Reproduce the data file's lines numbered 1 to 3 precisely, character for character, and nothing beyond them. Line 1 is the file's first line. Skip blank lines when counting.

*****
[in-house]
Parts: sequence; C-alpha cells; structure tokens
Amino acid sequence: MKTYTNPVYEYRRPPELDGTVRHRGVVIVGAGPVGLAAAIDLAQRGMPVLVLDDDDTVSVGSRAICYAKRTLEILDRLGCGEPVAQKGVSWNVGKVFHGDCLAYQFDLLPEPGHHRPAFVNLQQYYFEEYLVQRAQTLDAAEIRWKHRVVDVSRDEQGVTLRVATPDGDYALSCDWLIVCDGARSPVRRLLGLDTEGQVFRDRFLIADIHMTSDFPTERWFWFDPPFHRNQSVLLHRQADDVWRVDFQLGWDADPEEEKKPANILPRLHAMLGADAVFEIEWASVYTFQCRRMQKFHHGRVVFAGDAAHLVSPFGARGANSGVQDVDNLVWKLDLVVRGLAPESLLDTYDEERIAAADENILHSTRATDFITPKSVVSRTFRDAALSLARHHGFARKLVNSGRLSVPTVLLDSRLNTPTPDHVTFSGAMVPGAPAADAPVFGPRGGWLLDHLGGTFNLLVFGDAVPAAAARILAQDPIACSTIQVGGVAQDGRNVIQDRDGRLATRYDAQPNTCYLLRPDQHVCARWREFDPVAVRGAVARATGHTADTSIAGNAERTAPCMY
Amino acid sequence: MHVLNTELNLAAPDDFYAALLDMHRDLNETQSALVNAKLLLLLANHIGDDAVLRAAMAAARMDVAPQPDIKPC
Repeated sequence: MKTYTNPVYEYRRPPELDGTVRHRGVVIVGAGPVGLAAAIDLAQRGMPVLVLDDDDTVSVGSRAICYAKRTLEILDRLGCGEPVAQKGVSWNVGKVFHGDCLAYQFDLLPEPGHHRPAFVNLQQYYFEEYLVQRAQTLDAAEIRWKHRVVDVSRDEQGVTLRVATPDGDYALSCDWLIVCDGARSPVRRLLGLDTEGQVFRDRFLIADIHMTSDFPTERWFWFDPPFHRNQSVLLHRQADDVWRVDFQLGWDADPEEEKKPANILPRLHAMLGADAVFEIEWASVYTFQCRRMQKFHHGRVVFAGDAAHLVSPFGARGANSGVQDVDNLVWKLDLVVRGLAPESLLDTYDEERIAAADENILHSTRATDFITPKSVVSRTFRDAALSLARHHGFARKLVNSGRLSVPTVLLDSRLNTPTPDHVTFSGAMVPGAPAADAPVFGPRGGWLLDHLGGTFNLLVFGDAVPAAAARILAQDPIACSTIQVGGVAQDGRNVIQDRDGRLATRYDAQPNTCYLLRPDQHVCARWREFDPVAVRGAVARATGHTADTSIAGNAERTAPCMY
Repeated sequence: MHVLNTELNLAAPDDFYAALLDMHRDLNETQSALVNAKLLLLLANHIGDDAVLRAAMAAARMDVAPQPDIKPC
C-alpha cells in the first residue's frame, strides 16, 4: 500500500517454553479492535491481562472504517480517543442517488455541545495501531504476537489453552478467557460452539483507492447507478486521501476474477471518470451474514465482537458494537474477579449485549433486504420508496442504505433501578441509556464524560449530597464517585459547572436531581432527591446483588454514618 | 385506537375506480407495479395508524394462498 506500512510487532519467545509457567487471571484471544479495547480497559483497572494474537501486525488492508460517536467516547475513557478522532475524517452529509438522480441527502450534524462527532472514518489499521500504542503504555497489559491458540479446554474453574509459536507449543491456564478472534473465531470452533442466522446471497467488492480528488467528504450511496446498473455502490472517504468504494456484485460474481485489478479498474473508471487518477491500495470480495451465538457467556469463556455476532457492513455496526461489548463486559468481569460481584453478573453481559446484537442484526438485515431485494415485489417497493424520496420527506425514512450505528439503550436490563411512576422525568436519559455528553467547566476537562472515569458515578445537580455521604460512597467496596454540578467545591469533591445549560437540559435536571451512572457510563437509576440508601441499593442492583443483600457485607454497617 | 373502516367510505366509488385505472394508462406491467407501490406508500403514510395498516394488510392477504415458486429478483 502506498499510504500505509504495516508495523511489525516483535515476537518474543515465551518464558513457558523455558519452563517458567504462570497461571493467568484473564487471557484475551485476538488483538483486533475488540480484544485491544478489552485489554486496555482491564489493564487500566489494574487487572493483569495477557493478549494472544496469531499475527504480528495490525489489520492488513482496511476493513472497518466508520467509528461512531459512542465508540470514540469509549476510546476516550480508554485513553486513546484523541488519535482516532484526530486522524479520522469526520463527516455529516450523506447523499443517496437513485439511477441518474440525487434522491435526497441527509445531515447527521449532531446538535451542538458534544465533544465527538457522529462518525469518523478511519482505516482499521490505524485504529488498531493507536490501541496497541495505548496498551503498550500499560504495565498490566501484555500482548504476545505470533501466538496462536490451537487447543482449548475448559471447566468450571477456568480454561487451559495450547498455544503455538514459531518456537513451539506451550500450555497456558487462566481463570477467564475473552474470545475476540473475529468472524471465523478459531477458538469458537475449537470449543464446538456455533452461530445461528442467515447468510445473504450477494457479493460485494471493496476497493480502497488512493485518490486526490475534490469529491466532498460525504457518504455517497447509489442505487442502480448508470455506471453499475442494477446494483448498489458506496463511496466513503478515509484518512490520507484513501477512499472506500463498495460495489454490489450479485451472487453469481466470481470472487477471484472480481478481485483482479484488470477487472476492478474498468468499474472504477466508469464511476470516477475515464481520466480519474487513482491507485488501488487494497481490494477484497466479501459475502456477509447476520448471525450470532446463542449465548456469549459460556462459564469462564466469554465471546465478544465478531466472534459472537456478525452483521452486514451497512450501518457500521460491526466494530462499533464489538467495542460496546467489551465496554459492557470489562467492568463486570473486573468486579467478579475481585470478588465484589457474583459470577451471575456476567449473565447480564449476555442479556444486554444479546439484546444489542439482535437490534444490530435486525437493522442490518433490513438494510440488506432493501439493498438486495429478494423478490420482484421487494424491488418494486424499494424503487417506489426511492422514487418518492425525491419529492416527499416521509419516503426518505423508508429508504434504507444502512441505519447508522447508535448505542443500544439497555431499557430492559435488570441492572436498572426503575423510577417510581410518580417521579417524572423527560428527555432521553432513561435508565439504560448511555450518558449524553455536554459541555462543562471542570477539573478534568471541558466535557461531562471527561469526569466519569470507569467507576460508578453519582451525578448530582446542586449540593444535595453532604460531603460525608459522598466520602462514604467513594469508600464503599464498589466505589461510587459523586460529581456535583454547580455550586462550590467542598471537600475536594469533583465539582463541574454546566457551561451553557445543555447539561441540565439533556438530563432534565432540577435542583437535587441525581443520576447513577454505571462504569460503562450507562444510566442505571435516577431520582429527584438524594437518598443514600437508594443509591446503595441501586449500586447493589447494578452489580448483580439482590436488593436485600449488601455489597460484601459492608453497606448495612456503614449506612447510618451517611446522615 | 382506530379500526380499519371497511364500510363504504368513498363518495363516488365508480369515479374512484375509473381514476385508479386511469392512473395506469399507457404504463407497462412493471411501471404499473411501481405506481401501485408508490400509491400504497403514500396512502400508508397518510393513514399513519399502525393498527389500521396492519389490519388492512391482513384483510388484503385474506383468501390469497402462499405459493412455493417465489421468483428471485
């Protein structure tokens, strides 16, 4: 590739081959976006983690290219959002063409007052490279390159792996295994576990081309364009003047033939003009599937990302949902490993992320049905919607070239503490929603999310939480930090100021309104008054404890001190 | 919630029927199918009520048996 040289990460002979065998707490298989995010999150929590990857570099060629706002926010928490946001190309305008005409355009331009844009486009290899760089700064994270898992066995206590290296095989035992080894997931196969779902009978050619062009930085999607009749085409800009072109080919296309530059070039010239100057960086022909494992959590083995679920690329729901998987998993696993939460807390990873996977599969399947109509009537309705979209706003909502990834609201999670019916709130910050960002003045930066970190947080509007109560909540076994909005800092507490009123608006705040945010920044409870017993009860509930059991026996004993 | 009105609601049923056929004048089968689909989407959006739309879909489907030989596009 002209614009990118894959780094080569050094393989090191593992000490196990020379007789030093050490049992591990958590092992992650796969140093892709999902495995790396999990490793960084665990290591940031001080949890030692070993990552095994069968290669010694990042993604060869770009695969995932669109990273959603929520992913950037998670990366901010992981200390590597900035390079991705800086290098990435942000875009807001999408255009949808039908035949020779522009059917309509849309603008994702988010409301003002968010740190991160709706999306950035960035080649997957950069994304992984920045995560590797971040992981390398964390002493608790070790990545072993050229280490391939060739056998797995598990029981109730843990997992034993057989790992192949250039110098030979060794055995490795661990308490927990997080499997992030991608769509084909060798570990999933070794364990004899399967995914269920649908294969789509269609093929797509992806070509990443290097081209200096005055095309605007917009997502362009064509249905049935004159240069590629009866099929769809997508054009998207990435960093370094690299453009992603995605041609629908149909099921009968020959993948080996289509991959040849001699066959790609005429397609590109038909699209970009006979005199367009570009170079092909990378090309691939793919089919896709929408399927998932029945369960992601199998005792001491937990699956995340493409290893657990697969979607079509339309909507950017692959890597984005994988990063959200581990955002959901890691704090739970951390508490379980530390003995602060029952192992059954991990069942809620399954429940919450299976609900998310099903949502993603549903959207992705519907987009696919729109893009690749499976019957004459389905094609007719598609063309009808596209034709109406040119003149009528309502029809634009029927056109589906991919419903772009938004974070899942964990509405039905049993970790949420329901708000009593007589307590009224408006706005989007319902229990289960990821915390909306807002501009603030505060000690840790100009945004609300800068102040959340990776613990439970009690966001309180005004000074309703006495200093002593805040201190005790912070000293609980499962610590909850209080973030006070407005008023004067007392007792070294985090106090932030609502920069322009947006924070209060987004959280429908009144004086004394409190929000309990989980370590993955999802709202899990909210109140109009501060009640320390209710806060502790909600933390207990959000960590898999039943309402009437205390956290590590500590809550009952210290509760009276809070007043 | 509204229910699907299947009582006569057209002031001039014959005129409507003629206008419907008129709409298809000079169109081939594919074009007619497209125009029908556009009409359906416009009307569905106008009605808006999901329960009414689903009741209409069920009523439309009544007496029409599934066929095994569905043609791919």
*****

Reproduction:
[in-house]
Parts: sequence; C-alpha cells; structure tokens
Amino acid sequence: MKTYTNPVYEYRRPPELDGTVRHRGVVIVGAGPVGLAAAIDLAQRGMPVLVLDDDDTVSVGSRAICYAKRTLEILDRLGCGEPVAQKGVSWNVGKVFHGDCLAYQFDLLPEPGHHRPAFVNLQQYYFEEYLVQRAQTLDAAEIRWKHRVVDVSRDEQGVTLRVATPDGDYALSCDWLIVCDGARSPVRRLLGLDTEGQVFRDRFLIADIHMTSDFPTERWFWFDPPFHRNQSVLLHRQADDVWRVDFQLGWDADPEEEKKPANILPRLHAMLGADAVFEIEWASVYTFQCRRMQKFHHGRVVFAGDAAHLVSPFGARGANSGVQDVDNLVWKLDLVVRGLAPESLLDTYDEERIAAADENILHSTRATDFITPKSVVSRTFRDAALSLARHHGFARKLVNSGRLSVPTVLLDSRLNTPTPDHVTFSGAMVPGAPAADAPVFGPRGGWLLDHLGGTFNLLVFGDAVPAAAARILAQDPIACSTIQVGGVAQDGRNVIQDRDGRLATRYDAQPNTCYLLRPDQHVCARWREFDPVAVRGAVARATGHTADTSIAGNAERTAPCMY